Thursday, April 26, 2007

God Is Not Great... once more into the fray

One of my parishioners passed on a link to Slate, where excerpts from God Is Not Great by Christopher Hutchins are being published (start reading them here). Only two excerpts in, we are left little room to misunderstand him. The human race is better off without religion, even if we have to bear with it until we evolve into higher beings that are no longer afraid of death (or the dark, or each other, or whatever--see his first excerpt "Religion Poisons Everything"). He, as can be expected, exalts reason and the salvation for humanity that lies therein. He is quite inflammatory. He claims in his second excerpt, "Was Muhammad Epileptic?" that
...Islam when examined is not much more than a rather obvious and ill-arranged set of plagiarisms, helping itself from earlier books and traditions as occasion appeared to require. Thus, far from being "born in the clear light of history," as Ernest Renan so generously phrased it, Islam in its origins is just as shady and approximate as those from which it took its borrowings. It makes immense claims for itself, invokes prostrate submission or "surrender" as a maxim to its adherents, and demands deference and respect from nonbelievers into the bargain. There is nothing—absolutely nothing—in its teachings that can even begin to justify such arrogance and presumption.
Even if he were criticizing Islam alone, I could not help but to speak against Hutchins. His line of reasoning is clearly anti-religion, be it Islam, Christianity, Hinduism, etc.

He posits four irreducible objections to religion, which are weak, in my opinion. He writes:
  1. it wholly misrepresents the origins of man and the cosmos,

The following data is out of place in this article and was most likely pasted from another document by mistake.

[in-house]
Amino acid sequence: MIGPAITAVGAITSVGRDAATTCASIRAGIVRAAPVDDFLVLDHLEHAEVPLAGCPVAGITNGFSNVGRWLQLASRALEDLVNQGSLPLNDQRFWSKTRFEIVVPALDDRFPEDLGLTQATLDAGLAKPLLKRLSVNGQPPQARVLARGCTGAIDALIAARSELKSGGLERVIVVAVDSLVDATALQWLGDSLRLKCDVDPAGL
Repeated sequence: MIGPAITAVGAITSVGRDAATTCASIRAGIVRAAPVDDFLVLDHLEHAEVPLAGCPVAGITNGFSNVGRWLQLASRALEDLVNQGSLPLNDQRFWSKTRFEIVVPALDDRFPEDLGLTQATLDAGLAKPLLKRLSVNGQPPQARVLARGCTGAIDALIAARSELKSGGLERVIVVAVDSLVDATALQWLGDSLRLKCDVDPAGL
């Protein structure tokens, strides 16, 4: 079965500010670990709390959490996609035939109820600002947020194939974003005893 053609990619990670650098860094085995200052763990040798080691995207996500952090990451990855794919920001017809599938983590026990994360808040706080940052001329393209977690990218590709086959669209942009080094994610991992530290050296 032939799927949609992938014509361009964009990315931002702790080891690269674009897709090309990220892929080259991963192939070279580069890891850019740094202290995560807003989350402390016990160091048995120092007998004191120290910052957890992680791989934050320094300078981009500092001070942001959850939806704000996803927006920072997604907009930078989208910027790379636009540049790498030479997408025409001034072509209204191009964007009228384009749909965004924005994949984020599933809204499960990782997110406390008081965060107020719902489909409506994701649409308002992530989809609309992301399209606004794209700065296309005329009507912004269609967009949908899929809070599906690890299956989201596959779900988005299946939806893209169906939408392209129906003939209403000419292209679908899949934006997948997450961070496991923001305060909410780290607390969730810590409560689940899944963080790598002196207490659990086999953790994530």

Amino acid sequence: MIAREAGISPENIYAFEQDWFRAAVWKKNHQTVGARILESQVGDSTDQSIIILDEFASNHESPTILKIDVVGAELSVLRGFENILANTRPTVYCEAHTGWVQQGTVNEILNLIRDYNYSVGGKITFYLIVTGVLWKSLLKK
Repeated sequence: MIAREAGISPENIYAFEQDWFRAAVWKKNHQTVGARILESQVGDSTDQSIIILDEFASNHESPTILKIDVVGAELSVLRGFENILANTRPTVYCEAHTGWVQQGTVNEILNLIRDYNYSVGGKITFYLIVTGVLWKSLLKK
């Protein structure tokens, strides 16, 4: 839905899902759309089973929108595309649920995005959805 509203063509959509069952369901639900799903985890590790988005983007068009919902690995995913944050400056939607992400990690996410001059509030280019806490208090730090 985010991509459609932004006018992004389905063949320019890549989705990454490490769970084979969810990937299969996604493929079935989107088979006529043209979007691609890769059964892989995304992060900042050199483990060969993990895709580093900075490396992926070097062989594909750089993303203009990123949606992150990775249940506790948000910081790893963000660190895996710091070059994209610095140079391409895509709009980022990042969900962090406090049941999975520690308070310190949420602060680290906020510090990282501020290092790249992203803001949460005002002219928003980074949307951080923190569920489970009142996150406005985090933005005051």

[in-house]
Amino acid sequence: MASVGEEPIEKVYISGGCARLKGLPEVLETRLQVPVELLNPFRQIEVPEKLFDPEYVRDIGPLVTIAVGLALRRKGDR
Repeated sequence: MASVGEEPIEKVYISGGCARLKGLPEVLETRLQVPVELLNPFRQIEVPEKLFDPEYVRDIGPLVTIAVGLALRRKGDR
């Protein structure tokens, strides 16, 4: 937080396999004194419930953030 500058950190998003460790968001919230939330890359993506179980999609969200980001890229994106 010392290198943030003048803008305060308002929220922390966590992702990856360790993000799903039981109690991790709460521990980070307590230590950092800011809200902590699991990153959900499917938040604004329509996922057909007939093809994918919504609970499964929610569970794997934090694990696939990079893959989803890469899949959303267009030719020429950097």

2. that because of this original error it manages to combine the maximum of servility with the maximum of solipsism,
  3. that it is both the result and the cause of dangerous sexual repression, and
  4. that it is ultimately grounded on wish-thinking.
His claim that religion is solipsistic is almost laughable, for when one looks at his irreducible objections, I believe it shows his own solipsism, particularly with objection number 3. It really is a shame that these are only excerpts, but to make an irreducible objection based on sexual repression, makes it sound to me that religion is bad because it does not allow him to put his member anywhere he desires. Who is more solipsistic here? Frankly I do not know if he understands the word "irreducible." For it seems to me that his objeciton should be based more on the imposition of limits, and a reduction of freedom (from his perspective at any rate), rather than simply sexual repression.

His ignorance is not just due to his lack of vocabulary, but his shallow understanding of what Christianity (which I believe is his ultimate target) is trying to do. He shows an understanding of only the basest and shallowest of Christian interpretations. As one who seeks to be most rational, he is attracted to only the least of the arguments. Is the objection to the creation of the cosmos done because it does not line up with scientific evidence? Is he aware that there are many Christians out there who simply point to the truth that the creation stories are meant to describe WHO made the cosmos, and not HOW the cosmos was made? Of course, his very premise disallows that the cosmos could be made at all by some all-powerful being.

He also makes the claim,
We are not immune to the lure of wonder and mystery and awe: we have music and art and literature, and find that the serious ethical dilemmas are better handled by Shakespeare and Tolstoy and Schiller and Dostoyevsky and George Eliot than in the mythical morality tales of the holy books. Literature, not scripture, sustains the mind and—since there is no other metaphor—also the soul.
Is he aware of the deep religious foundations of many of the great authors? Dostoyevsky is nearly mystical in his novels. Could these great works of literature have been written without the foundational "morality tales of the holy books." If we are to take his claim that religion poisons everything, then we must call these books written in the days when Christianity permeated everything the subtlest of poisons. In The Brothers Karamazov, we must excise the tale of the Grand Inquisitor, as well as the tale of the selfish widow and the onion. What will be left? Or may we disguise our theological language in other dress? But what to do when we see that the Emperor has no clothes?